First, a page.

Lets assume we have the following hierarchy

Class A {
Class B extends A {
Class C extends A{
Now someMethod takes A as a parameter and needs to narrow it to a specific type B or C
public void someMethod(A a){
A a1=null;
if(a instanceof B) {
a1=new B();
a1=new C();
//other stuff here
A better approach for brevity sake would be use the ternary operator
A a1= a instanceof B ? new B() : new C() ;
This reduces 4 lines to 1 which is some improvement.

Thursday, April 24, 2008

Exception handling on a per thread basis

The following applies to Tiger and above. Prior to Tiger, an uncaught exception would propagate from a Thread to its ThreadGroup, propagate up to the root ThreadGroup and print the trace. To circumvent this, we can now implement a nested interface of the Thread class called Thread.UncaughtExceptionHandler. You can create your own implementation of this interface to handle uncaught exceptions.
Note - prior to Tiger, we would have to create our own ThreadGroup, assign any Thread we create to this ThreadGroup and handle the uncaught exception in the ThreadGroup ( a lot of shit for nothing of substance)

Autoboxing and Unboxing

Integer i1 = 256;
Integer i2 = 256;
if (i1 == i2) System.out.println("Equal!");
else System.out.println("Not equal!");
The output in this case would be "Not equal!" as these are two separate Integer objects,
so "==" returns false.
However, the following
Integer i1 =100;
Integer i2 = 100;
if (i1 == i2) System.out.println("Equal!");
else System.out.println("Not equal!");
will return "Equal!", Remember that int values from -127 to 127 are in that
range of immutable wrapper types, so the VM actually uses the same
object instance (and therefore memory address) for both i1 and i2. As a
result, == returns a true result.

Perfecting OO classes/methods

The following constraints help in writing better OO code
1) Use only one indention per method, if there is a need to indent again create another method and call that method from the first one.
2) Don't use else. Use the if condition to test the condition and exit the method if the condition is false. So every method tests for just one thing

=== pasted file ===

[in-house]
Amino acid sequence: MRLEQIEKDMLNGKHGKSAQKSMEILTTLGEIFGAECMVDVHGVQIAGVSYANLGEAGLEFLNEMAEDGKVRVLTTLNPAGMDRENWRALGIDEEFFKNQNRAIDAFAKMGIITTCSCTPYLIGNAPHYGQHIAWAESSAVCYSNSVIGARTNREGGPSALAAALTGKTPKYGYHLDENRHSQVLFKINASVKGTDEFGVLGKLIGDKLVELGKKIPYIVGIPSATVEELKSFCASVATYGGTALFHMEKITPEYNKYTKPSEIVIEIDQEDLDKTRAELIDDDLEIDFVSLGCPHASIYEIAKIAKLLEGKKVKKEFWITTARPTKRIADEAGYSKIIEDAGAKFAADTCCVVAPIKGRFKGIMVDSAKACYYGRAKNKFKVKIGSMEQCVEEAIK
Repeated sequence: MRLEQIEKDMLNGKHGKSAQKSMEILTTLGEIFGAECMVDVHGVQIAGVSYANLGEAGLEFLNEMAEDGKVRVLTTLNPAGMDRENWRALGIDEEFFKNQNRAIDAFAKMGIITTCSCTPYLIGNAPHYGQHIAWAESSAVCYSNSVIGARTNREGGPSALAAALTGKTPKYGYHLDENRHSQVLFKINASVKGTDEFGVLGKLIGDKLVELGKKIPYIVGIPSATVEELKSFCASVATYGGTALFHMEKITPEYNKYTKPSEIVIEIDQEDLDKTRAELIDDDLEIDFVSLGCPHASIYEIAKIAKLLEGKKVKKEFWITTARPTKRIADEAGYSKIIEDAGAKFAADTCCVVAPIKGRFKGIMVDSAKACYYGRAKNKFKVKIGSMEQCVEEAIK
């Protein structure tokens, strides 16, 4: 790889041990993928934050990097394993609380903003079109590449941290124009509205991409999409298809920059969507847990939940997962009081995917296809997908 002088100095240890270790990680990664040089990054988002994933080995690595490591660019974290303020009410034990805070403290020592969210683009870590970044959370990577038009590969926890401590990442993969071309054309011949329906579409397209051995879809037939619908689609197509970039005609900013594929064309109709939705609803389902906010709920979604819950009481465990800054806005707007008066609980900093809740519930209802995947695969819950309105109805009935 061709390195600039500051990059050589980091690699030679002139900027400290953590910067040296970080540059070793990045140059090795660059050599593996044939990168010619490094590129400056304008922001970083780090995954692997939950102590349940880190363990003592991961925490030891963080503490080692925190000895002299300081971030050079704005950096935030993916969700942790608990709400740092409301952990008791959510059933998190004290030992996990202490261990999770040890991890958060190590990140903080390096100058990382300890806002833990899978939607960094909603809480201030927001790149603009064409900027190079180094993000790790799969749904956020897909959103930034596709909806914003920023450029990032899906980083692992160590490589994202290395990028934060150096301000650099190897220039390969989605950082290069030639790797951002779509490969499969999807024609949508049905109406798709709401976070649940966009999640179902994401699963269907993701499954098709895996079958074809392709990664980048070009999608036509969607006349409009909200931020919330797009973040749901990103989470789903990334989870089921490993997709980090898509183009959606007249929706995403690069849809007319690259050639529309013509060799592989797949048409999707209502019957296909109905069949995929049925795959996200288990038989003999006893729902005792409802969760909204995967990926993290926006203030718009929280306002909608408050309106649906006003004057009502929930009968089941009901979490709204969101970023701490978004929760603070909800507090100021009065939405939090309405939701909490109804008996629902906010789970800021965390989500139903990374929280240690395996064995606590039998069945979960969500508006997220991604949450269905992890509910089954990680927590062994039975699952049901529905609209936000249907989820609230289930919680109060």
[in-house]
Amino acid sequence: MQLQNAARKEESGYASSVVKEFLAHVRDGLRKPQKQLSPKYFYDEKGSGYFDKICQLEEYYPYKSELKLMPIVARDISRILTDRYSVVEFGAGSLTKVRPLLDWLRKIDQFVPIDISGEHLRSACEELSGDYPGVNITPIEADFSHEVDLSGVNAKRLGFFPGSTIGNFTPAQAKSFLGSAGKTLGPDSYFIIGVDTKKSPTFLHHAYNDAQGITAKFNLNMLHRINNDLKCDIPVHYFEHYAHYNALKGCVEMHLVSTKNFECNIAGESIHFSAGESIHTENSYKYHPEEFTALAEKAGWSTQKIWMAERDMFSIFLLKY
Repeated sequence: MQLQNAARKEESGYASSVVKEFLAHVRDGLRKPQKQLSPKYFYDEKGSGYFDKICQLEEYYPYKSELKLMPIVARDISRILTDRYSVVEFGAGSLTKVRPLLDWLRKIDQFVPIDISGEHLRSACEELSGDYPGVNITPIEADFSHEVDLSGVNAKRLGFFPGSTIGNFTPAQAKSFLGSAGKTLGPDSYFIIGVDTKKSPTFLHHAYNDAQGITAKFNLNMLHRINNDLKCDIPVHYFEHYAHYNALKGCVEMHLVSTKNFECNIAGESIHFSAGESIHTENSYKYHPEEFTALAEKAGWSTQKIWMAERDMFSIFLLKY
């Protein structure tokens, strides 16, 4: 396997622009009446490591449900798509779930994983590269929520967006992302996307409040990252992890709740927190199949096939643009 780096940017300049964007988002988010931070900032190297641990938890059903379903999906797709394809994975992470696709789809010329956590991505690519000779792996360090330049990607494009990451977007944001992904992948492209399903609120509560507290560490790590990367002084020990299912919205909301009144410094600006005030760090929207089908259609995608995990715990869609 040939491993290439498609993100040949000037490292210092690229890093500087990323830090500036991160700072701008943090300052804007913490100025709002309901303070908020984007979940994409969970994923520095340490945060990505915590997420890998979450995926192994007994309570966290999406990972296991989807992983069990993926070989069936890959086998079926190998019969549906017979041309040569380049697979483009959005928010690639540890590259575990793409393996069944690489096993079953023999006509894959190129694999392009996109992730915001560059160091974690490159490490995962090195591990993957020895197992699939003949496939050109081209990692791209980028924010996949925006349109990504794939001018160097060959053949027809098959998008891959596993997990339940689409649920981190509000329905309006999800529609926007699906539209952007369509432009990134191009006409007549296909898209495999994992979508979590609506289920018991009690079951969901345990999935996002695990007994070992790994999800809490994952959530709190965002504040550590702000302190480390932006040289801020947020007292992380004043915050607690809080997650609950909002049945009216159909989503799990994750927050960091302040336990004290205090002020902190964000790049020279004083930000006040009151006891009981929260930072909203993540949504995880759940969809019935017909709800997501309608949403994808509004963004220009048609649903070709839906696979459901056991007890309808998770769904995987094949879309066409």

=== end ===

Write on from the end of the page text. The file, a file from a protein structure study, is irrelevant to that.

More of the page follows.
3) Wrap all primitives and Strings to prevent primitive obsession. If you need to use a primitive, create a class to define its role.
4) Use only one dot per line. This prevents you from reaching deeply into objects to get to methods and fields and prevents breaking encapsulation.
5) Don't abbreviate names. Hence you spend less time thinking about method names. Thus have methods for Order like ship() rather than Order.shipOrder() ;
6) Keep entities small. No more than 50 lines per class and no more than 10 classes per package. This helps to keep classes concise and focused.
7) Don't use classes more than 2 instance variables. Difficult but then a lot of instance variables might warrant extracting a class.
8) Use first-class collections. In other words, any class that contains a collection should contain no other member variables. The idea is an extension of primitive obsession. If you need a class that’s a subsumes the collection, then write it that way.
9) Don’t use setters, getters, or properties. This is a radical approach to enforcing encapsulation. It also requires implementation of dependency injection approaches and adherence to the maxim “tell, don’t ask.”

The emperor and me beaching

The Devil next door

Kaiser The Emperor